A hot-spot temperature sensor 60 produces a hot-spot temperature signal, input to a signal conditioner 62, representative of the transformer hot-spot temperature. Using one well-known technique, the hot-spot temperature sensor 60, which is mounted at the transformer hot spot, includes a mechanical dial indicator with a liquid-filled capillary sensor, a well into which the sensor is placed, a heater inside the well, a current transformer to heat the heater, and a current balancing autotransformer to adjust the current in the heater. A helical coil in the dial indicator assembly is unwound (wound) by the contracting (expanding) liquid in the filled capillary tube. A shaft connected to the center of the helical coil rotates, thus turning the indicating pointer, and producing the hot-spot temperature signal.
A current transformer 68 and a parallel resistor 70 measure the current in the winding temperature dial indicator current transformer secondary. That is, the current transformer 68 and the resistor 70 produce a signal representative of the percent of rated load in the winding containing the hot spot current transformer (not shown in FIG. 3). The resulting signal is input to a signal conditioner 72. A relative corona sensor 74 measures the internal acoustic emissions from partial discharges within the transformer and produces a signal representative thereof. A signal from the relative corona sensor 74 is input to a signal conditioner 76 for modification to the correct standard for analysis by the transformer monitoring system 10. A gas-in-oil sensor 78 is a continuous gas analyzer for monitoring the concentration of various gases in the transformer oil. The signal from the gas-in-oil sensor 78 is input to a signal conditioner 80 for producing a signal compatible with the other monitored parameters. A pressure sensor 82 monitors the pressure in the gas space of the transformer and produces a signal representative thereof for input to a signal conditioner 84. The signal conditioner 84 produces a signal compatible with the other parameters monitored by the transformer monitoring system 10.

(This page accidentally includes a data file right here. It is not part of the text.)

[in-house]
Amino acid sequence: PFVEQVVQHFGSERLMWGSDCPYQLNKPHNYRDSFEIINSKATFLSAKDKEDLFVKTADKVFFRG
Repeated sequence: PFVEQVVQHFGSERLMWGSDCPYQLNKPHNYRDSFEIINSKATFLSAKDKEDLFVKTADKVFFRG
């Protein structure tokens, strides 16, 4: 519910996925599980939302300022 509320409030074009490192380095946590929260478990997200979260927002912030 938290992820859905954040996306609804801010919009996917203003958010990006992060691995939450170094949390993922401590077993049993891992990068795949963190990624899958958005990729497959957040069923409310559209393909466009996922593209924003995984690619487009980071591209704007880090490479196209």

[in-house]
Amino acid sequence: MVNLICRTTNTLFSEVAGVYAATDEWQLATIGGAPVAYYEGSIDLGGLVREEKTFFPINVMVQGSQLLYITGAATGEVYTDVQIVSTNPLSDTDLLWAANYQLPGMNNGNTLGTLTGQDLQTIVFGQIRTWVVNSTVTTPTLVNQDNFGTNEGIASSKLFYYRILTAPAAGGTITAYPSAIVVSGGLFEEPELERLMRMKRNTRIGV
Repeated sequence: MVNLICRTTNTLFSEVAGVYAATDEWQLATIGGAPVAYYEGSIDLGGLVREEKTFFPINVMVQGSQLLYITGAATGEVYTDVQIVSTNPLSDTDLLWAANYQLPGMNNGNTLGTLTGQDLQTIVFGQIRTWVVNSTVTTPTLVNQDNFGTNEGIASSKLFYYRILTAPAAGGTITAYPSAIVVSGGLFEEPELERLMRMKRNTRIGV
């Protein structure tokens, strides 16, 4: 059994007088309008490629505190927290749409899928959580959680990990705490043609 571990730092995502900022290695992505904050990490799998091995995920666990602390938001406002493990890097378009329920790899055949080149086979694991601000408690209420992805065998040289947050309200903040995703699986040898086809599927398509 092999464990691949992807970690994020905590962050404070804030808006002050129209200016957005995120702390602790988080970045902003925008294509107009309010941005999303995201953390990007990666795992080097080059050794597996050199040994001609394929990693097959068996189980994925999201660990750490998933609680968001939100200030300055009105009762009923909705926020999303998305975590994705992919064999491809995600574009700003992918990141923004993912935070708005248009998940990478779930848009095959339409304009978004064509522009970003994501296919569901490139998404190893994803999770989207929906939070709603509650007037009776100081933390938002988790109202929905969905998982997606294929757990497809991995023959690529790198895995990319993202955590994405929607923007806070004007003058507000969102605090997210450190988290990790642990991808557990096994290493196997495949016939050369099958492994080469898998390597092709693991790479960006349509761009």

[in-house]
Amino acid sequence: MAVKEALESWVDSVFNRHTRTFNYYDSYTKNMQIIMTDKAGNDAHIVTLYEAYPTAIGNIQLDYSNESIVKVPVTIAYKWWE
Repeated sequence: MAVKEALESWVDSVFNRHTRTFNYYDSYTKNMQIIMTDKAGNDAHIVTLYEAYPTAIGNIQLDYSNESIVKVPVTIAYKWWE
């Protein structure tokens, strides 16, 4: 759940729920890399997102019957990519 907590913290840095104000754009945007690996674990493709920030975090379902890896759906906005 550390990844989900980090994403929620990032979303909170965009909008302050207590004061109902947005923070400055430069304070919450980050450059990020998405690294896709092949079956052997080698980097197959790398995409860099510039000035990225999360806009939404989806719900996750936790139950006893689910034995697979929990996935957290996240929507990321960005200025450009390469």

An oil dielectric quality sensor 85 measures the dielectric properties of the transformer oil and produces a signal representative thereof for input to a signal conditioner 81. The signal conditioner 81 produces a signal compatible with the other parameters monitored by the transformer monitoring system 10.
The transformer monitoring system 10 also includes various status inputs based on the position of contacts. These contact closures are monitored to detect proper or improper operation. The monitored contacts include an oil level contact 86, an oil flow group 1 contact 90, an oil flow group 2 contact 94, a pump bearing group 1 contact 98, and a pump bearing group 2 contact 102. Groups 1 and 2 refer to the group 1 and 2 cooling units associated with the transformer monitored by the transformer monitoring system 10. The oil level contact 86, mounted in the oil preservation system or main oil tank, closes when the oil level falls below a predetermined limit. The oil level contact 86 is connected to an input terminal of an optical isolator 88 for isolating the 120 VAC signal of the oil level contact 86 from the low-level direct current signals associated with the transformer monitoring system 10. The optical isolator 88 produces a signal representing the position of the oil level contact 86 for input to a logic circuit 106. The oil flow group 1 and 2 contacts 90 and 94 are mounted in the coolant circulation system and close when the oil flow in the respective cooling system falls below a predetermined value. An optical isolator 92 is connected to the oil flow group 1 contact 90 and produces a signal representing the position thereof for input to the logic circuit 106. An optical isolator 96 is connected to the oil flow group 2 contact 94 for producing a signal representing the position thereof for input to the logic circuit 106. An optical isolator 100 is connected to the pump bearing group 1 contact 98, which monitors the condition of the non-contaminating oil pump bearings associated with the group 1 cooling system, for producing a signal, representing the position thereof, for input to the logic circuit 106. An optical isolator 104 is connected to the pump bearing group 2 contact 102 for producing a signal representing the position thereof, for input to the logic circuit 106. The pump bearing group 2 contact 102 monitors the condition of the non-contaminating oil pump bearings associated with the group 2 cooling system.